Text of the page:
Government deception won’t reduce family violence

June 9, 2011

Last week the Federal House of Representatives debated the Family Law Legislation Amendment (Family Violence and Other Measures) Bill 2011. During the debate, the Minister for the Status of Women, Kate Ellis, made a series of false statements to the Parliament and the Australian public. Regretfully, this disregard for the truth follows a pattern of behaviour by state Offices for Women across the country. In August 2009 after a report by the NSW Bureau of Crime Statistics and Research, the NSW Office for Women’s Policy issued errata correcting three of fourteen incorrect and misleading statistics contained in its Discussion Paper on NSW Domestic and Family Violence Strategy. In August 2010, the South Australian Ombudsman issued a report finding that the SA Office for Women had published false and/or misleading information on the Don’t Cross the Line website, had failed to correct this information, and had failed to act with reasonable diligence and speed once errors were brought to its attention.

In what appeared to be an attempt to bring gender politics into a serious debate about an issue that affects the entire community, the Minister downplayed male victims of family violence by claiming that, "while it is true that men are more likely to be victims of violence [overall], this violence occurs predominantly at the hands of a stranger and in public places, such as the street or the pub, not at the hands of a family member, not at the hands of a partner, not at the hands of those they trust the most and not in their own home."

The Minister is correct that Australian men are indeed more likely than women to experience violence at the hands of strangers and in public places. What she seems to be unaware of, however, is that this does not mean that men are less likely than women to experience violence at the hands of persons known to them, or in the home.

Additional figures only just released from the ABS Personal Safety Survey 2005 show there is no statistically significant gender difference between the prevalence rates for male and female victims of physical assault by known perpetrators in the last 12 months. They also show there is no statistically significant gender difference between the estimates of numbers of male and female victims who experienced physical assault by family members or in the home in the most recent incident in the last 12 months.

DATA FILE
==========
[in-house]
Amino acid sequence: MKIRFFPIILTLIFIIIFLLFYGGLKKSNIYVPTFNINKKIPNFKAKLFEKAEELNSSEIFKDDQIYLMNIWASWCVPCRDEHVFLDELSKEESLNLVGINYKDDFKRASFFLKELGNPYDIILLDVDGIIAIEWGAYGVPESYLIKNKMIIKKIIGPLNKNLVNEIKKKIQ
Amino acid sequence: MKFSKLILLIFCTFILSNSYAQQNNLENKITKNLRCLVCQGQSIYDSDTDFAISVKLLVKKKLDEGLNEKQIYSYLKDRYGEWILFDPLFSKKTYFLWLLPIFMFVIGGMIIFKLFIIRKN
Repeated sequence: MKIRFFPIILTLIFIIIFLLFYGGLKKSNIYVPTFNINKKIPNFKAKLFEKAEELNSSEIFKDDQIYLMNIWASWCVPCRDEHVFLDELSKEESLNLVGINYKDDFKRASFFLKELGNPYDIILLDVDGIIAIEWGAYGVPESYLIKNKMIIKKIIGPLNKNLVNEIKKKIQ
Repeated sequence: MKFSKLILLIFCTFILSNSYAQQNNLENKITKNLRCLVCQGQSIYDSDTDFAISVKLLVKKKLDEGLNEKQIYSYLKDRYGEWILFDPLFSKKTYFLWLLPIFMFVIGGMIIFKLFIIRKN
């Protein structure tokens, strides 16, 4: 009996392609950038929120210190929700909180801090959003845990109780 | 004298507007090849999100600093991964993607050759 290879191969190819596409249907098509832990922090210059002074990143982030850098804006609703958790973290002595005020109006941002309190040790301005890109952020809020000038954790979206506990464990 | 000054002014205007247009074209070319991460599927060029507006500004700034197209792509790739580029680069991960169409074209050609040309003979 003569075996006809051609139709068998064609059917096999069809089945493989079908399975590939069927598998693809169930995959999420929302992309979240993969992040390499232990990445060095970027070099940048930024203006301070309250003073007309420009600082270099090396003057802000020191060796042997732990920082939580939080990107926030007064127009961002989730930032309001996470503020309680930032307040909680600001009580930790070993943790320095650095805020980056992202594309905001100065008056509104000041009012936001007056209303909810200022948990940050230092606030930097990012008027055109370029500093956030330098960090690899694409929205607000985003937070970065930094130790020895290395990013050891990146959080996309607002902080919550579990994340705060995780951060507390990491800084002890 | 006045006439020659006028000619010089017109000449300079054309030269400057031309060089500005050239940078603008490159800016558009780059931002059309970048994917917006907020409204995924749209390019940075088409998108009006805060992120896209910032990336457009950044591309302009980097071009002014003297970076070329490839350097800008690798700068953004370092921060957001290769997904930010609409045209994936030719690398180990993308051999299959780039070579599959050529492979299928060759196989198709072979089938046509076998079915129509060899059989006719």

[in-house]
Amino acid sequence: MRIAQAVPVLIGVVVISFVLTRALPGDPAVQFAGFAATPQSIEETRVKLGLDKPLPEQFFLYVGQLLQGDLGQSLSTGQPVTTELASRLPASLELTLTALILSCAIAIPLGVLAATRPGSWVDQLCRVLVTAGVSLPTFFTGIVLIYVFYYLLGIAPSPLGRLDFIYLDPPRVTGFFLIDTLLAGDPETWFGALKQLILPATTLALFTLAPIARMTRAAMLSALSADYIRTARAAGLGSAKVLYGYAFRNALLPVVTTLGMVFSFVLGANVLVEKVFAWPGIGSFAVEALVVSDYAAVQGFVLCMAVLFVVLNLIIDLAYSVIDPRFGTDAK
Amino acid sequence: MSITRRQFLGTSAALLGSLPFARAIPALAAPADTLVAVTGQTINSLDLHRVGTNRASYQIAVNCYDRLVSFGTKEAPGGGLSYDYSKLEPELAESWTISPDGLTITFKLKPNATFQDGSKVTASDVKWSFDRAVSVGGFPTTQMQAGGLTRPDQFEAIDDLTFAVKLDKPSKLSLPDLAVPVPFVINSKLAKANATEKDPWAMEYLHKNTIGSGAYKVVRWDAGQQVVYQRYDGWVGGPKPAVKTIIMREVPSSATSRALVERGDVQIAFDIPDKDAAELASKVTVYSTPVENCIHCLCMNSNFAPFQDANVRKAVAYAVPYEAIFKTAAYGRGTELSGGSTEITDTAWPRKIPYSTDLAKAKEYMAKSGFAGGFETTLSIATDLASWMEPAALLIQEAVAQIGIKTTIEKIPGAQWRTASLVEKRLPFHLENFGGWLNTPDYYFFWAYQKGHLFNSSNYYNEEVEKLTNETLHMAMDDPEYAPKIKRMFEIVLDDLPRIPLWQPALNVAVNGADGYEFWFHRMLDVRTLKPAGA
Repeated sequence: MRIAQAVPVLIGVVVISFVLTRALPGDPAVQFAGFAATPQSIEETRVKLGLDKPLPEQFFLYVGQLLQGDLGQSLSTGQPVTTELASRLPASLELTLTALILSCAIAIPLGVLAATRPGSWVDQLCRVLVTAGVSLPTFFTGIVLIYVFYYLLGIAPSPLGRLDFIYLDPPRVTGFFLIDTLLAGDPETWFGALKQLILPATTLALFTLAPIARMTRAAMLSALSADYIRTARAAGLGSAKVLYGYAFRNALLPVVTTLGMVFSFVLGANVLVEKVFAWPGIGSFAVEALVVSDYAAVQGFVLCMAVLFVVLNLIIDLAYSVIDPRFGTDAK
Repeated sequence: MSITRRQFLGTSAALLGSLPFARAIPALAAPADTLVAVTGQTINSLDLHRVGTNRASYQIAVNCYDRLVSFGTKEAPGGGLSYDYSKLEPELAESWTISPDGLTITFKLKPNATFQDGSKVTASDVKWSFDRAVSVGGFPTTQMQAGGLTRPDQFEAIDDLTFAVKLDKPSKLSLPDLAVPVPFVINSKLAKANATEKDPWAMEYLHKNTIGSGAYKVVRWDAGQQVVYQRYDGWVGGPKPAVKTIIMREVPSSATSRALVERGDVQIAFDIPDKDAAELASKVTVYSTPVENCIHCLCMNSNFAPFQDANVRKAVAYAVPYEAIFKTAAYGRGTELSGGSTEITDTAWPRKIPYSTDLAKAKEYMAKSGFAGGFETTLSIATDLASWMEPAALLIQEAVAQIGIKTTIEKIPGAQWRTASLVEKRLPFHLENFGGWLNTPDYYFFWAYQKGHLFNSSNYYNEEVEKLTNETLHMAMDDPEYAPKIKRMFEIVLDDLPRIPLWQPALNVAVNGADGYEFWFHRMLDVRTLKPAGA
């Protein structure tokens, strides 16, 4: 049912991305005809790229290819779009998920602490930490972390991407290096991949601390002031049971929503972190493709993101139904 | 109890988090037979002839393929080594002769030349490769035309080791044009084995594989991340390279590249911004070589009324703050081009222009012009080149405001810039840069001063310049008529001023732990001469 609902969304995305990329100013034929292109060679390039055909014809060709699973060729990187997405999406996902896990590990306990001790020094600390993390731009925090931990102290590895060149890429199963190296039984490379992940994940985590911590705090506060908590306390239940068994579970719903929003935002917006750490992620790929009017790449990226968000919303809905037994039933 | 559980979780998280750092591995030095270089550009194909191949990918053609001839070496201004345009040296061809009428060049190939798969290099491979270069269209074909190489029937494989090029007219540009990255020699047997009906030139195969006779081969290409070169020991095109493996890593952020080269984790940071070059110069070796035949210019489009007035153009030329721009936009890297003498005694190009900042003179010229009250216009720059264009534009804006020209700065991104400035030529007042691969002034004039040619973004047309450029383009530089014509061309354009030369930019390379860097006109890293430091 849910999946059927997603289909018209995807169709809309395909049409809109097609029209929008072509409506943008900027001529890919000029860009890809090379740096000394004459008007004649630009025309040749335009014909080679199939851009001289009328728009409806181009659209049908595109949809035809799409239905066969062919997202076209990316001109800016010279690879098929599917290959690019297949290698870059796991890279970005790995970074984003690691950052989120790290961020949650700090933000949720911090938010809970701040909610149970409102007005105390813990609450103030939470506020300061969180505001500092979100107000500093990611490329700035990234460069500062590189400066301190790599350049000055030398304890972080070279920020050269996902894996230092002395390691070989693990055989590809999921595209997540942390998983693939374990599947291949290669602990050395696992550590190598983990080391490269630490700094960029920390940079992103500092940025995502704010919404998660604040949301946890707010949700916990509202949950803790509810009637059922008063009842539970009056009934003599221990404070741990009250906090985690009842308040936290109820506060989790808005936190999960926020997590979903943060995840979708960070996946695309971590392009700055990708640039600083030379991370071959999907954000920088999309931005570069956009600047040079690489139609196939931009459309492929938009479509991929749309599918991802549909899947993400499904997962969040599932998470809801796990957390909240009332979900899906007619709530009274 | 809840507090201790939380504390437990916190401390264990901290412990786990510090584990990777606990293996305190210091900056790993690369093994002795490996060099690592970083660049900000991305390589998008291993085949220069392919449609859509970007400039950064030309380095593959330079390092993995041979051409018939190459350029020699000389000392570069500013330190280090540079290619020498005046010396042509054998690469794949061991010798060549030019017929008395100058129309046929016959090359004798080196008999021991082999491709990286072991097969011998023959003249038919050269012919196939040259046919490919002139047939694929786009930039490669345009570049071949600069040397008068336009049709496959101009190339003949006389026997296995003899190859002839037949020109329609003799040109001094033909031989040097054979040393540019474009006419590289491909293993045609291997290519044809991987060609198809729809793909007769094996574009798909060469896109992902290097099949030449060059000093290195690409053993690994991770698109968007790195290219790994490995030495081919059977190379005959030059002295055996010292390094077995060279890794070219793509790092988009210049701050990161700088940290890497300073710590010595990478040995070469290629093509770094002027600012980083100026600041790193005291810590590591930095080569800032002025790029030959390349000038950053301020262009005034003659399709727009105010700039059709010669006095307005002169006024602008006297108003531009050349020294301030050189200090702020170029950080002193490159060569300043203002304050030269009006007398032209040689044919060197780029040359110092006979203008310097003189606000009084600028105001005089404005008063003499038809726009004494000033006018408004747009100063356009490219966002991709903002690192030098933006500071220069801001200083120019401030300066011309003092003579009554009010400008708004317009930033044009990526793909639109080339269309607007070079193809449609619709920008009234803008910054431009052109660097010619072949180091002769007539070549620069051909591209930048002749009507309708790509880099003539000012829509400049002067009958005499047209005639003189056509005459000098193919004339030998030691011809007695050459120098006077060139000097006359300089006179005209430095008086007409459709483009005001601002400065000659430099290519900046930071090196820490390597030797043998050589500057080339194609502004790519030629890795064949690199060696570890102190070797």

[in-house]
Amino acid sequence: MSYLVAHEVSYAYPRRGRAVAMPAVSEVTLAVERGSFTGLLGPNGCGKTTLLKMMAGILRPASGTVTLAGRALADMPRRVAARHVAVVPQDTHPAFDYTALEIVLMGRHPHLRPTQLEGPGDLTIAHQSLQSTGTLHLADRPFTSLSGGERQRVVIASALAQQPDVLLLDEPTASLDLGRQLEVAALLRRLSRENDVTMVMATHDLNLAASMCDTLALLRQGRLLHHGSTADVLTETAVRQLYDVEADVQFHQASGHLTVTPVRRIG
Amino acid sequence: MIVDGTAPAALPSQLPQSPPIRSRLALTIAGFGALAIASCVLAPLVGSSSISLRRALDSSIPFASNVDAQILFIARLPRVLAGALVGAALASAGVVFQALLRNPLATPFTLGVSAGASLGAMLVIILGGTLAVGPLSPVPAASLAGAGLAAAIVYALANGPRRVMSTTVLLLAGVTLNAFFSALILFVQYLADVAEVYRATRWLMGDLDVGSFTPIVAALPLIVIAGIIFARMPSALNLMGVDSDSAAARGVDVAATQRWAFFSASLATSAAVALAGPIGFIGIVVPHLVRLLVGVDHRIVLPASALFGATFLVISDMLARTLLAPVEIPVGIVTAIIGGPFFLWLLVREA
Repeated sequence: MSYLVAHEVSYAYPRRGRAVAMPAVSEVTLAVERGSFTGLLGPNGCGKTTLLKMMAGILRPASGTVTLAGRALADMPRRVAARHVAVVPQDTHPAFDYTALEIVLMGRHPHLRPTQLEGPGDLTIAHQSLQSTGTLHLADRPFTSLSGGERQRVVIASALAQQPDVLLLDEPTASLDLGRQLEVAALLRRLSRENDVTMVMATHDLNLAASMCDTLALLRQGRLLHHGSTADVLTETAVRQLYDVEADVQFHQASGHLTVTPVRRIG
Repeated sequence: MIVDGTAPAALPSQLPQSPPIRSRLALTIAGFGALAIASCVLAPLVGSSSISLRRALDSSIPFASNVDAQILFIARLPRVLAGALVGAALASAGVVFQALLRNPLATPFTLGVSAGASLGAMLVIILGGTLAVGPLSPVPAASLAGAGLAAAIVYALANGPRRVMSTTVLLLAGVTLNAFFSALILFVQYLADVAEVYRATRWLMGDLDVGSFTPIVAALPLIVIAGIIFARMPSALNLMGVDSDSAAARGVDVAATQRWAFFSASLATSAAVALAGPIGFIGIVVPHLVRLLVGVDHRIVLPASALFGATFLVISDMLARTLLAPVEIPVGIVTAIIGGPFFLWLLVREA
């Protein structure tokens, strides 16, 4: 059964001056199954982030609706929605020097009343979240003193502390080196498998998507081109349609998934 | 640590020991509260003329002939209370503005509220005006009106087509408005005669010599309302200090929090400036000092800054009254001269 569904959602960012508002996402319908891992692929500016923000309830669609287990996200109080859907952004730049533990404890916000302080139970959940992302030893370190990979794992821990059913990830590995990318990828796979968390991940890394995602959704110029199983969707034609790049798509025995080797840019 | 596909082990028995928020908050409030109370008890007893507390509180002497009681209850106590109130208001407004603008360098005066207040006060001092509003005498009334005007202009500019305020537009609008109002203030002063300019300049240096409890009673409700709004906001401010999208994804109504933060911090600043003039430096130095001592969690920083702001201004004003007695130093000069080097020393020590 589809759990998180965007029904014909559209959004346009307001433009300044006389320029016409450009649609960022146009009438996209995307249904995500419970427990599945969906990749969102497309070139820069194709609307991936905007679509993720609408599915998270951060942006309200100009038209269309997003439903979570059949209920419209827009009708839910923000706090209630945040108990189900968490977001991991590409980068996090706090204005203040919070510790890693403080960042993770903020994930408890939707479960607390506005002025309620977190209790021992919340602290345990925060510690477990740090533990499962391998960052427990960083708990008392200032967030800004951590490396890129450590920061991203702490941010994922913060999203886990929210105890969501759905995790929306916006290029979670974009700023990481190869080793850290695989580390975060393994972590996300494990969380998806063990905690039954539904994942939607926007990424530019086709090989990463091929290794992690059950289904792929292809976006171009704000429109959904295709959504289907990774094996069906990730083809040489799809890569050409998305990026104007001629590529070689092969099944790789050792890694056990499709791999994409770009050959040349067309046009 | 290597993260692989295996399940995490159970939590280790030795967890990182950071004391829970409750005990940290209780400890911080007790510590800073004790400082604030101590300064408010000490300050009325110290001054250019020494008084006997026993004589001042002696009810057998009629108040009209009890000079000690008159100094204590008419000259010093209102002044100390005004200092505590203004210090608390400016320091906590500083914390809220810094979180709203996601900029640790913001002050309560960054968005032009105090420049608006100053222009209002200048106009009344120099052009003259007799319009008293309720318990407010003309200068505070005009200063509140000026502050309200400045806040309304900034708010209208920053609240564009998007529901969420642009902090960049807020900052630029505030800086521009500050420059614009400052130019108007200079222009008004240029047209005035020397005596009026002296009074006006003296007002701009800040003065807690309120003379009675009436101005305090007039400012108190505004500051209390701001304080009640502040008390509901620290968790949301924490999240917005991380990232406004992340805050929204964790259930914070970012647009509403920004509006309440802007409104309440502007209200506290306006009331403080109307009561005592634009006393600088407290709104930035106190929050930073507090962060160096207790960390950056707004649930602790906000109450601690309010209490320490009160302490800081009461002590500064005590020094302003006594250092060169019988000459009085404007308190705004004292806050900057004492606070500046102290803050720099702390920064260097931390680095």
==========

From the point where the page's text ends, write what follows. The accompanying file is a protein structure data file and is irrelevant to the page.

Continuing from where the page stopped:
The Minister went on to cite statistics on all violence against women (including the 25% perpetrated by other women) which further confused matters in a debate not about violence in general, not about violence against women, but about domestic and family violence. Overinflating statistics about domestic and family violence against women does nobody any good. If anything it lends support to those in the community who deny that domestic and family violence is a serious issue and reduces the credibility of legislation whose objective purports to be to reduce such violence.

Ms Ellis then claimed that separated mothers do not make false accusations of family violence and child abuse to gain a tactical advantage in family law proceedings. The only evidence she was able to provide was "a report in 2007 by the Australian Institute of Family Studies finding that the family violence allegation rates in custody proceedings in the Family Court of Australia or in the Federal Magistrates Court are similar to the reported rates of spousal violence profiles in the general divorcing population."

Surely the Minister must be aware that persons going through custody proceedings in the FCA or in the FMC are ‘the sharp end of the stick’, and are not at all representative of the general divorcing population. Therefore any correlation or not between family violence allegations/rates is meaningless.

In recent community research by VicHealth, half of all respondents said that ‘women going through custody battles often make up or exaggerate claims of domestic violence in order to improve their case’, and only 28% disagreed. It is most likely this is because they had personal knowledge of a friend or family member who had experienced this, or had experienced it themselves.

A survey of 68 NSW magistrates concerning apprehended violence orders (AVOs) found that 90% agreed that some AVOs were sought as a tactic to aid their case in order to deprive a former partner of contact with the children. A similar survey of 38 Queensland magistrates found that 74% agreed with the proposition that protection orders are used in Family Court proceedings as a tactic to aid a parent’s case and to deprive their partner of contact with their children.

There are many organisations around the country that deal with false allegations of domestic and family violence on a daily basis – Dads in Distress, Men’s Rights Agency, Lone Fathers Association, Shared Parenting Council of Australia, Dads4kids Fatherhood Foundation and Dads on the Air, to name just a few. Perhaps the minister would be wise to spend some time talking to these organisations to gather a more accurate picture of false allegations in a Family Law context.

It is clear, however, that the minister and her Government have no interest in investigating the issue of false allegations, as they have commissioned countless studies into the prevalence and impacts of domestic and family violence on separating families, but not a single study into the prevalence and impacts of false allegations. As anyone who has been on the receiving end of false allegations can attest, the impacts are utterly devastating.

Ms Ellis was not the only Government MP who misled Parliament last week. Graham Perrett, Labor MP for Moreton, claimed that "all too often it is men – occasionally women – who hurt the ones they love." Mr Perrett would do well to look at the latest statistics on child abuse released by the WA Department for Child Protection. Women made up 57% of perpetrators of substantiated cases of child maltreatment in 2007-08, and mothers were three times as likely as fathers to abuse their children.